The Shabbat prayer book in our synagogue includes the following meditation: ”I harbor within—we all do—a vision of my highest self, a dream of what I could and should become. May I pursue this vision, labor to make real my dream.”
On Tuesday, January 20, Donald Trump was sworn in as our forty-fifth president. Leaders as well as friends have asked us to give the new president an opportunity to prove himself. Based on his appointments, his actions, his continued negative rhetoric, the growing scandals, however, I refuse to stand with this man.
As an American and as a Jew, I shudder at the uptick of racist acts, xenophobic proclamations and bans, and the proposed loss of funding and support for public education, the arts, health care, civil rights, the disadvantaged, the environment—the list is endless.
Despite or maybe because of the current political climate, it is more important than ever for me to find “my highest self.” I must do what I can to live my values in a time where our country is led by an individual whose values do not come close to mine. I must use my moral compass to point me in a direction that counters his rhetoric of hate. “Not all of us can do great things,” Mother Theresa said. “But we can do small things with great love.”
Up until this past presidential election, I did not consider myself a “political” person. I was—admittedly—marginally involved in the Vietnam War protests and the 1972 Equal Rights Amendment fight. Although I have voted in almost every local, state, and national election, I have minimally involved in campaigning. The possibility of Trump becoming of president, however, stirred a level of activism in me that had me expressing my concerns on Facebook and becoming actively involved in supporting Hillary Clinton.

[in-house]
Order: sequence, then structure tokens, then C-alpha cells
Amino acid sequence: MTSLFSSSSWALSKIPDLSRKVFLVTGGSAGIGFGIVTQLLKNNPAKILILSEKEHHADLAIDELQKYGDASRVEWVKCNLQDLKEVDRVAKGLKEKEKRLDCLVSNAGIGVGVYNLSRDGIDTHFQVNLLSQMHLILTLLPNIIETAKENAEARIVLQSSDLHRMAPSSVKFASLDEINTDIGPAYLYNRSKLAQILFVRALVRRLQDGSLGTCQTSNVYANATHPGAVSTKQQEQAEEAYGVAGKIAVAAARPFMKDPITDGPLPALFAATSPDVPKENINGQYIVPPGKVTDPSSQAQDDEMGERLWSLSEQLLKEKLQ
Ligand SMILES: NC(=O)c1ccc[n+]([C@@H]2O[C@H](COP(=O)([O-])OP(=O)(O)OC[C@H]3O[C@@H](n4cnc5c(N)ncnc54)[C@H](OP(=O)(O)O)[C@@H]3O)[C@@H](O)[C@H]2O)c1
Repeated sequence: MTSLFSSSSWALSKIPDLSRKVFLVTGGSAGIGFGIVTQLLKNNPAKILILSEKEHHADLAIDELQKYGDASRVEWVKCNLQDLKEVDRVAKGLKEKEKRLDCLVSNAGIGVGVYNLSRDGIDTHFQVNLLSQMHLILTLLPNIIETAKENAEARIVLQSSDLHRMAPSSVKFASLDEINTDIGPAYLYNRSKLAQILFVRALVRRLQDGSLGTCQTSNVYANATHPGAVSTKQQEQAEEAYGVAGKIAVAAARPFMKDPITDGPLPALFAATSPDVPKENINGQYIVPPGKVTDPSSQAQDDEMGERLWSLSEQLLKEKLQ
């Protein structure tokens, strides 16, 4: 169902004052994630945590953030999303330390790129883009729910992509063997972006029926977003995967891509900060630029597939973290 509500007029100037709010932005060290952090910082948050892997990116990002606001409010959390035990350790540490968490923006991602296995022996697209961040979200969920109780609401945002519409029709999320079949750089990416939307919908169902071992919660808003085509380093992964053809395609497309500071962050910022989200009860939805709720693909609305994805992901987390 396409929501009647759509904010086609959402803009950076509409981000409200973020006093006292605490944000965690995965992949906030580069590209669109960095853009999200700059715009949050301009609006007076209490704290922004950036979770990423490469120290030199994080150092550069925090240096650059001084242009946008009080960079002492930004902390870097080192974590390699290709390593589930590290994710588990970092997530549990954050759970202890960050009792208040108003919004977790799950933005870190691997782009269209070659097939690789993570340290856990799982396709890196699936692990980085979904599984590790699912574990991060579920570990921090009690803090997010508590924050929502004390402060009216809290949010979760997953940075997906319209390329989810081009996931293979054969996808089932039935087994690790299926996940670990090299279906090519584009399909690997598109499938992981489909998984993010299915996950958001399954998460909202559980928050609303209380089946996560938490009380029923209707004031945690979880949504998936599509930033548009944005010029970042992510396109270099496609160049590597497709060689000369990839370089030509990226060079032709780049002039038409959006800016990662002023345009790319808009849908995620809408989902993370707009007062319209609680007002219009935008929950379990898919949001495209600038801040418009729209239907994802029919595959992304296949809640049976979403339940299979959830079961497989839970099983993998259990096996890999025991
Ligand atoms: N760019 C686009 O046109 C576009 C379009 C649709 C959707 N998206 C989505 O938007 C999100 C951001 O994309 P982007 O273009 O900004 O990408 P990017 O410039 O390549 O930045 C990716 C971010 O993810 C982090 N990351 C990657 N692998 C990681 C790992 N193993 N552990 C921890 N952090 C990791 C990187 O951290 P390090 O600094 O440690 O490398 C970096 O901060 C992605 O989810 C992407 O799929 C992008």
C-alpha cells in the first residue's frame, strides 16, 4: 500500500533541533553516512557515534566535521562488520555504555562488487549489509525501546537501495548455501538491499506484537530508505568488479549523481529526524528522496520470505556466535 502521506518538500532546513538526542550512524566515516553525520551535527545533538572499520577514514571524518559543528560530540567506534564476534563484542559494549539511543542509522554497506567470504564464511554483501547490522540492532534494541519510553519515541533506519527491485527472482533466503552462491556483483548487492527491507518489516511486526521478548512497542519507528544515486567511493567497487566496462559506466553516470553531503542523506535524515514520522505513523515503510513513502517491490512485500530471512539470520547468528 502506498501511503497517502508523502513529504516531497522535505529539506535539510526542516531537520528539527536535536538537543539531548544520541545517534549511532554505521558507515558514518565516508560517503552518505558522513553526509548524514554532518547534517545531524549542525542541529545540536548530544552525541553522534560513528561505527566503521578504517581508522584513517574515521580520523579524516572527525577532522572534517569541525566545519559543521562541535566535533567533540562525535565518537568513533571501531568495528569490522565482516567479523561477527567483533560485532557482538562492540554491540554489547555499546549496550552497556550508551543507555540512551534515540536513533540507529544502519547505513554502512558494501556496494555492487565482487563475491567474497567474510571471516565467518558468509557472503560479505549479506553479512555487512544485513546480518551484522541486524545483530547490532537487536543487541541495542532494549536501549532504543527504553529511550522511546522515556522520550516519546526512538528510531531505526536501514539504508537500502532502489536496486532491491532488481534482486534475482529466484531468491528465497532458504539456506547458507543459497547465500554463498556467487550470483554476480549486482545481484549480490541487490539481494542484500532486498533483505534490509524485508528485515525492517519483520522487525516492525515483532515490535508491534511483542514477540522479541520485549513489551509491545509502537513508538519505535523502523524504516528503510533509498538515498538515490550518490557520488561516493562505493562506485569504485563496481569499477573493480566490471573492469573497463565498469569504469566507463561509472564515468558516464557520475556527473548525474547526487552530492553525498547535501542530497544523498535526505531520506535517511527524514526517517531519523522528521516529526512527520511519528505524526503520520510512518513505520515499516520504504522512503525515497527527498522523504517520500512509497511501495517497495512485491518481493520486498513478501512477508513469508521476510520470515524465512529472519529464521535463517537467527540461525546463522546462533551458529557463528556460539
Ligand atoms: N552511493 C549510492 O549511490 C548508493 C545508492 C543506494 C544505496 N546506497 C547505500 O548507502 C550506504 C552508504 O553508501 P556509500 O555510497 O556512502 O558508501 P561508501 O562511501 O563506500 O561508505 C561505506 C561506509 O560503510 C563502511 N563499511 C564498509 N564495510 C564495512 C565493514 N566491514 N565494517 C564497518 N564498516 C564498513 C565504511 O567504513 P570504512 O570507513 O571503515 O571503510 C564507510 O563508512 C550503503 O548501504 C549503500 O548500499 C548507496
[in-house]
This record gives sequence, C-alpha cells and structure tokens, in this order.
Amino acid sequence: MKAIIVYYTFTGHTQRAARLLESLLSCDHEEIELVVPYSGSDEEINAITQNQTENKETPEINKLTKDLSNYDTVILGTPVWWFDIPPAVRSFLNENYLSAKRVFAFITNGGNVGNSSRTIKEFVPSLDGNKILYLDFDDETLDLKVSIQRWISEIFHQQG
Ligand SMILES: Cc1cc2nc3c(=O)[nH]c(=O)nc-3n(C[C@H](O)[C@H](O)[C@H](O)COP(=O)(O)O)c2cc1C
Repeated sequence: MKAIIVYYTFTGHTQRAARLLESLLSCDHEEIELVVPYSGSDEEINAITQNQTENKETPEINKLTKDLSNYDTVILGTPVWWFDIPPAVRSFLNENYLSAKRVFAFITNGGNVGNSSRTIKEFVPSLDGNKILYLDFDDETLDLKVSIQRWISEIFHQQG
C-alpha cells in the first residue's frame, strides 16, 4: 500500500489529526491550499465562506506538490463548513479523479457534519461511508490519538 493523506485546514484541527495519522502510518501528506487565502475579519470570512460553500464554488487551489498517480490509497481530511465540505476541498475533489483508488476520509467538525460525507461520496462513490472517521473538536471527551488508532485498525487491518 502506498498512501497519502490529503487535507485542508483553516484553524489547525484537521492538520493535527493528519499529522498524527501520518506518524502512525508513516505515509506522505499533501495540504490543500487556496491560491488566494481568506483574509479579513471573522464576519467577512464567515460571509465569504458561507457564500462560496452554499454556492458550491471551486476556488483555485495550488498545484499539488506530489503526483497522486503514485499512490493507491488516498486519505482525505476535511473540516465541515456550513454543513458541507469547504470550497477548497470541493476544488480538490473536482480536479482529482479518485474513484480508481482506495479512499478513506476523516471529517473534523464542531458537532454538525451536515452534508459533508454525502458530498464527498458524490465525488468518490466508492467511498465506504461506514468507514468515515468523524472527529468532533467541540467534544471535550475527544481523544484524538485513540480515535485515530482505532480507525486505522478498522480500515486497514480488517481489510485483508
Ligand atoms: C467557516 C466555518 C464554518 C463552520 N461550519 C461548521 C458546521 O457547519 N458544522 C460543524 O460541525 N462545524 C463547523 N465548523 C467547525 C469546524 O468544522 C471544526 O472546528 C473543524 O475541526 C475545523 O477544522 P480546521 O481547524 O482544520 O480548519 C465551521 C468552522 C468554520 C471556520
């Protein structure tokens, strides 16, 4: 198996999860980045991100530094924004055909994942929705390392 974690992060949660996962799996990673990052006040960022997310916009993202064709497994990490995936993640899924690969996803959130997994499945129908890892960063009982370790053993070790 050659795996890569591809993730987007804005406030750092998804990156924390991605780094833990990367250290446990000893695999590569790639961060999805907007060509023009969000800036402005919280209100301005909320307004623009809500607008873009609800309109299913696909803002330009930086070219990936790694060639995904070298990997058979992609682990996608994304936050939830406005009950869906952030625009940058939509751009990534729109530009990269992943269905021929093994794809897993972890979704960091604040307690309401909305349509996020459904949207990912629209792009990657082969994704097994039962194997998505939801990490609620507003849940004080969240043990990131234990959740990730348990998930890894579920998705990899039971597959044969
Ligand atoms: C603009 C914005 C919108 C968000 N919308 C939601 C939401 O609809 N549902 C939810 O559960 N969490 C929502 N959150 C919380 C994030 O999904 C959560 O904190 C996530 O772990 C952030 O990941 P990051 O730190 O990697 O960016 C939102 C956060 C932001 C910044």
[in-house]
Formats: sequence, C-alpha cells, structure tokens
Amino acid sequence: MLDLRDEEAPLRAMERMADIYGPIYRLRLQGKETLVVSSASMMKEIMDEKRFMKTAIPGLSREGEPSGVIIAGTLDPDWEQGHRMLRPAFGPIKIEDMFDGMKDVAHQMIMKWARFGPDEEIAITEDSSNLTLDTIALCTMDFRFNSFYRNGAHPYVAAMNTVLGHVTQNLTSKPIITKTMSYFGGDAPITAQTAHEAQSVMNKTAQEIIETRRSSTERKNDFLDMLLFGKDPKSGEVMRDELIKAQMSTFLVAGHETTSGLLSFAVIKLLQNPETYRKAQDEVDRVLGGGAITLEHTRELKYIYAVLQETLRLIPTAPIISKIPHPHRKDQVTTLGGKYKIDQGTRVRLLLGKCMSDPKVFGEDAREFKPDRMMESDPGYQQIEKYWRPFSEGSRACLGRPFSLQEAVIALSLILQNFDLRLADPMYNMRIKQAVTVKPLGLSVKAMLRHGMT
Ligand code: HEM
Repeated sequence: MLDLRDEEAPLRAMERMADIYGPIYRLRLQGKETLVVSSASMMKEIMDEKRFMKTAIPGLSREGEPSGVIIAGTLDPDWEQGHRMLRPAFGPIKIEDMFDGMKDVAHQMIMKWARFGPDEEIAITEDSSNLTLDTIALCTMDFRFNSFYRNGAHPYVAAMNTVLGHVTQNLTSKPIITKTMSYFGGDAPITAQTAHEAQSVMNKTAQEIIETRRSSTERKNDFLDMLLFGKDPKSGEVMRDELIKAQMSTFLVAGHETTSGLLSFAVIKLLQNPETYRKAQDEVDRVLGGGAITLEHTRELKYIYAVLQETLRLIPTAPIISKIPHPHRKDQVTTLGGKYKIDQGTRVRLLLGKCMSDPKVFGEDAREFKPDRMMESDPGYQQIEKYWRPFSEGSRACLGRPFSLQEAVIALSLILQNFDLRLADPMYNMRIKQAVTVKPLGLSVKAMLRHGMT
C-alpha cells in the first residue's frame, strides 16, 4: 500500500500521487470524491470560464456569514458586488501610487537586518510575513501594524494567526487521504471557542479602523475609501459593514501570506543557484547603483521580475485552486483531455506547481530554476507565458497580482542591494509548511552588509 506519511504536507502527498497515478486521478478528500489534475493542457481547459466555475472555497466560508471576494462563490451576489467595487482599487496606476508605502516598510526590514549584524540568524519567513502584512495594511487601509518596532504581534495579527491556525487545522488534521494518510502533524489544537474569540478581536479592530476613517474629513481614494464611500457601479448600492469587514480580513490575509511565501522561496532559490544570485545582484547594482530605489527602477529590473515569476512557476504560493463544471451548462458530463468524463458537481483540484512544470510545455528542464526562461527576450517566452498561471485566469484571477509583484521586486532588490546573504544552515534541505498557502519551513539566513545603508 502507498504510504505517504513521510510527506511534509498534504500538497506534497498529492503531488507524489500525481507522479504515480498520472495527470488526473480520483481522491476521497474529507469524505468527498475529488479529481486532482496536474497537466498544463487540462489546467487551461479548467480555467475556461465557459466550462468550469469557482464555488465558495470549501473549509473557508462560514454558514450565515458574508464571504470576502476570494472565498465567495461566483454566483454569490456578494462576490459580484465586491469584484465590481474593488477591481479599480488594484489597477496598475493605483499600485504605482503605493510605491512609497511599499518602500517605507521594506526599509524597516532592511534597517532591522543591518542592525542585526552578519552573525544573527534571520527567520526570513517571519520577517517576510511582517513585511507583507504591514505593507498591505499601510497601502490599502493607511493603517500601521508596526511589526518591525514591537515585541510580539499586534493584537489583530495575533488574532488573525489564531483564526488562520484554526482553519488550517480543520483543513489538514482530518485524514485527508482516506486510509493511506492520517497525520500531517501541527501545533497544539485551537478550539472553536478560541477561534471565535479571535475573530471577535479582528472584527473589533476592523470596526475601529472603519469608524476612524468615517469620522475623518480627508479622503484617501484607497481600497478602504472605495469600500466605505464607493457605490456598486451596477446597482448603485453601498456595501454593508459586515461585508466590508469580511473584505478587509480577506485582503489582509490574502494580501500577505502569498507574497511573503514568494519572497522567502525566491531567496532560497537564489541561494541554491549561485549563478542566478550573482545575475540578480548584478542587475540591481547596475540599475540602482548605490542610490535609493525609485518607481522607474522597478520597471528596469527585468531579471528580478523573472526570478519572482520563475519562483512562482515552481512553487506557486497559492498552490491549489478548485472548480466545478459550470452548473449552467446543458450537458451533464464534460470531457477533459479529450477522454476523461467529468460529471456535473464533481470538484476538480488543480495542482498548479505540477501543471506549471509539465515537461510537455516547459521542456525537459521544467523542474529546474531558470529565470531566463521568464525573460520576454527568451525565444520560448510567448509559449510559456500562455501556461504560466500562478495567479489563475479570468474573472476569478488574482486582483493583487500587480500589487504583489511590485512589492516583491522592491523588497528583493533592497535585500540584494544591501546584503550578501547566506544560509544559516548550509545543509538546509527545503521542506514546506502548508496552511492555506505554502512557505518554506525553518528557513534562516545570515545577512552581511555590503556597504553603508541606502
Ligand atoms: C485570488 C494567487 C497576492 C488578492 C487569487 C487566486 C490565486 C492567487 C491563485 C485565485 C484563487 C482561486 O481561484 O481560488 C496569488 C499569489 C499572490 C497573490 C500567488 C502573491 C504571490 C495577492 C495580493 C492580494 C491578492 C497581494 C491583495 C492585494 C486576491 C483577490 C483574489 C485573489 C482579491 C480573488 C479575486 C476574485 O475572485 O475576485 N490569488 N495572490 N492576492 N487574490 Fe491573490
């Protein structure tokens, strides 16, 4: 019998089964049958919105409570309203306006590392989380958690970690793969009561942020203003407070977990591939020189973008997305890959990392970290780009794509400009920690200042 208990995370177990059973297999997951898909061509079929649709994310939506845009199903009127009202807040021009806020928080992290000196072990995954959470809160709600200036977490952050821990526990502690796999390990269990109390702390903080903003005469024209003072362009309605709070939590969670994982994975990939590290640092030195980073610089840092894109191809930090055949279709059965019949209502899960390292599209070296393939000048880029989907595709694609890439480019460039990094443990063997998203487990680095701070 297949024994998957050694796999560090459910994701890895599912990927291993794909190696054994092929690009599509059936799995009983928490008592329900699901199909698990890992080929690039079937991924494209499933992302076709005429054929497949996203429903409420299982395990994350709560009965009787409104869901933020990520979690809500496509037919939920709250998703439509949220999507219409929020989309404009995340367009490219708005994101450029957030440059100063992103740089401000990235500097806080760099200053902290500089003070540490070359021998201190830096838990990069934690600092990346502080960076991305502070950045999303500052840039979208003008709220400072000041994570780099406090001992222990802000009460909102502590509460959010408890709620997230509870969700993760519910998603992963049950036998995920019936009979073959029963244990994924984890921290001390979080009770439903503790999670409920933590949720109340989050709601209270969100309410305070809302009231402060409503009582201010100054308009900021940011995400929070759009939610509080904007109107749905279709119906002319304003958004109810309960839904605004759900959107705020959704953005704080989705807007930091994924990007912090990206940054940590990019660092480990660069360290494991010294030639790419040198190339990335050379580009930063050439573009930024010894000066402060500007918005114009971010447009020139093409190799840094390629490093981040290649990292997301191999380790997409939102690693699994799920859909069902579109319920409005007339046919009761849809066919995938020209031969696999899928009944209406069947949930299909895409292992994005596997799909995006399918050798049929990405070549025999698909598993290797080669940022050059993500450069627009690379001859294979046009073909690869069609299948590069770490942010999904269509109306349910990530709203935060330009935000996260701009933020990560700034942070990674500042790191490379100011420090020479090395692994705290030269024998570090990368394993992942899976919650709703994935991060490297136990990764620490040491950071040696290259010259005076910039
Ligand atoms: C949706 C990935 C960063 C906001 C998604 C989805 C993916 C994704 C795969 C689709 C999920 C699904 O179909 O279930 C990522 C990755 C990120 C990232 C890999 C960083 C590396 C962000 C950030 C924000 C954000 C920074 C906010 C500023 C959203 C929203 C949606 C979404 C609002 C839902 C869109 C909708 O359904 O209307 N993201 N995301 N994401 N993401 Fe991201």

Now that Trump is president, I continue to be an activist. I have joined a local grassroots organization to effect change at a local level. Along with contacting my legislators through phone calls, emails, and letters, I have met with my United States House representative in House to express my concerns.
I volunteer at Special Olympics and support financially other organizations that align with those values. I subscribe to the New Yorker and the New York Times to stay more informed with media that does not provide “alternative facts.”
And I continue to subscribe to The Jewish World. For fifty years, the Clevenson family has been the voice of the Capital Region’s Jewish community. Their bi-weekly not only gives local news and events but also fair and unbiased information about the United States, Israel, and the world. If you have not already done so, subscribe to their fine paper, and consider giving a gift subscription to a friend or family member.
Tikkun Olam, the Hebrew expression translated often as “repairing the world,” is the Jewish moral principal that states every individual should leave this world better than he or she found it. This is the vision of my highest self. Through my voice and through my actions, I hope “to do small things with great love”—to make our country and this world a better place for our own and future generations.